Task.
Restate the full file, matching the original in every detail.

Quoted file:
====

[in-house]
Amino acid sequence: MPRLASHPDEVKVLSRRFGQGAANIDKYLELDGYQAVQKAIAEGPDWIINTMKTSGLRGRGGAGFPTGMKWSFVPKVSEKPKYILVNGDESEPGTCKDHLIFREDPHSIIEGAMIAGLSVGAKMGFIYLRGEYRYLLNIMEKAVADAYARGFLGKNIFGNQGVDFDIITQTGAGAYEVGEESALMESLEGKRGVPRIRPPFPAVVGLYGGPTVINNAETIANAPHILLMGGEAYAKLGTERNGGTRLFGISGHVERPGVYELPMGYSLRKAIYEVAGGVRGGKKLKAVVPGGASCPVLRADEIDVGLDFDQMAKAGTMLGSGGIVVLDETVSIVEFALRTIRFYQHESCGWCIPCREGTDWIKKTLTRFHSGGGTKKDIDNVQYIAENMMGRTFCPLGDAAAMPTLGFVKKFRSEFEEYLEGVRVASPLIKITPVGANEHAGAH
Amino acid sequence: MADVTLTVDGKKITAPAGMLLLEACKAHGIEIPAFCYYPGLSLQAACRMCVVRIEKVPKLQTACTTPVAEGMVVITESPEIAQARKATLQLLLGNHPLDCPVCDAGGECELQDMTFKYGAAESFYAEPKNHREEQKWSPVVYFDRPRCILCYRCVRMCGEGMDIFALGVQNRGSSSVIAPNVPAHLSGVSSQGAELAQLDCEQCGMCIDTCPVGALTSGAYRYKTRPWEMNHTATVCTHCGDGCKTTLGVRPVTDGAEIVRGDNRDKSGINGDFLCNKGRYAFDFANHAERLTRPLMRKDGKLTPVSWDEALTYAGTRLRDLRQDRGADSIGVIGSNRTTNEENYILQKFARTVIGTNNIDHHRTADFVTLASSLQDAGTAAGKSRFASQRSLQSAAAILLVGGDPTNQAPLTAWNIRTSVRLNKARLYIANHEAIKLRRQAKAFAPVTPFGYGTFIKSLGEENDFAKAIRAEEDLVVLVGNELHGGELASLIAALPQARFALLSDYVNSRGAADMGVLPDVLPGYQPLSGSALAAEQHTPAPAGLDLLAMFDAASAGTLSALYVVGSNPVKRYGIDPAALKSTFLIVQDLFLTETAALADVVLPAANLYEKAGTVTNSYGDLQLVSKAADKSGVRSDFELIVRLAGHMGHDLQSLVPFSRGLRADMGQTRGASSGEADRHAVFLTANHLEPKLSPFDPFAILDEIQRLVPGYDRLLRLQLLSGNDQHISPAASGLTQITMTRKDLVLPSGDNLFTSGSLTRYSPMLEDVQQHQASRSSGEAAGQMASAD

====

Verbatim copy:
[in-house]
Amino acid sequence: MPRLASHPDEVKVLSRRFGQGAANIDKYLELDGYQAVQKAIAEGPDWIINTMKTSGLRGRGGAGFPTGMKWSFVPKVSEKPKYILVNGDESEPGTCKDHLIFREDPHSIIEGAMIAGLSVGAKMGFIYLRGEYRYLLNIMEKAVADAYARGFLGKNIFGNQGVDFDIITQTGAGAYEVGEESALMESLEGKRGVPRIRPPFPAVVGLYGGPTVINNAETIANAPHILLMGGEAYAKLGTERNGGTRLFGISGHVERPGVYELPMGYSLRKAIYEVAGGVRGGKKLKAVVPGGASCPVLRADEIDVGLDFDQMAKAGTMLGSGGIVVLDETVSIVEFALRTIRFYQHESCGWCIPCREGTDWIKKTLTRFHSGGGTKKDIDNVQYIAENMMGRTFCPLGDAAAMPTLGFVKKFRSEFEEYLEGVRVASPLIKITPVGANEHAGAH
Amino acid sequence: MADVTLTVDGKKITAPAGMLLLEACKAHGIEIPAFCYYPGLSLQAACRMCVVRIEKVPKLQTACTTPVAEGMVVITESPEIAQARKATLQLLLGNHPLDCPVCDAGGECELQDMTFKYGAAESFYAEPKNHREEQKWSPVVYFDRPRCILCYRCVRMCGEGMDIFALGVQNRGSSSVIAPNVPAHLSGVSSQGAELAQLDCEQCGMCIDTCPVGALTSGAYRYKTRPWEMNHTATVCTHCGDGCKTTLGVRPVTDGAEIVRGDNRDKSGINGDFLCNKGRYAFDFANHAERLTRPLMRKDGKLTPVSWDEALTYAGTRLRDLRQDRGADSIGVIGSNRTTNEENYILQKFARTVIGTNNIDHHRTADFVTLASSLQDAGTAAGKSRFASQRSLQSAAAILLVGGDPTNQAPLTAWNIRTSVRLNKARLYIANHEAIKLRRQAKAFAPVTPFGYGTFIKSLGEENDFAKAIRAEEDLVVLVGNELHGGELASLIAALPQARFALLSDYVNSRGAADMGVLPDVLPGYQPLSGSALAAEQHTPAPAGLDLLAMFDAASAGTLSALYVVGSNPVKRYGIDPAALKSTFLIVQDLFLTETAALADVVLPAANLYEKAGTVTNSYGDLQLVSKAADKSGVRSDFELIVRLAGHMGHDLQSLVPFSRGLRADMGQTRGASSGEADRHAVFLTANHLEPKLSPFDPFAILDEIQRLVPGYDRLLRLQLLSGNDQHISPAASGLTQITMTRKDLVLPSGDNLFTSGSLTRYSPMLEDVQQHQASRSSGEAAGQMASAD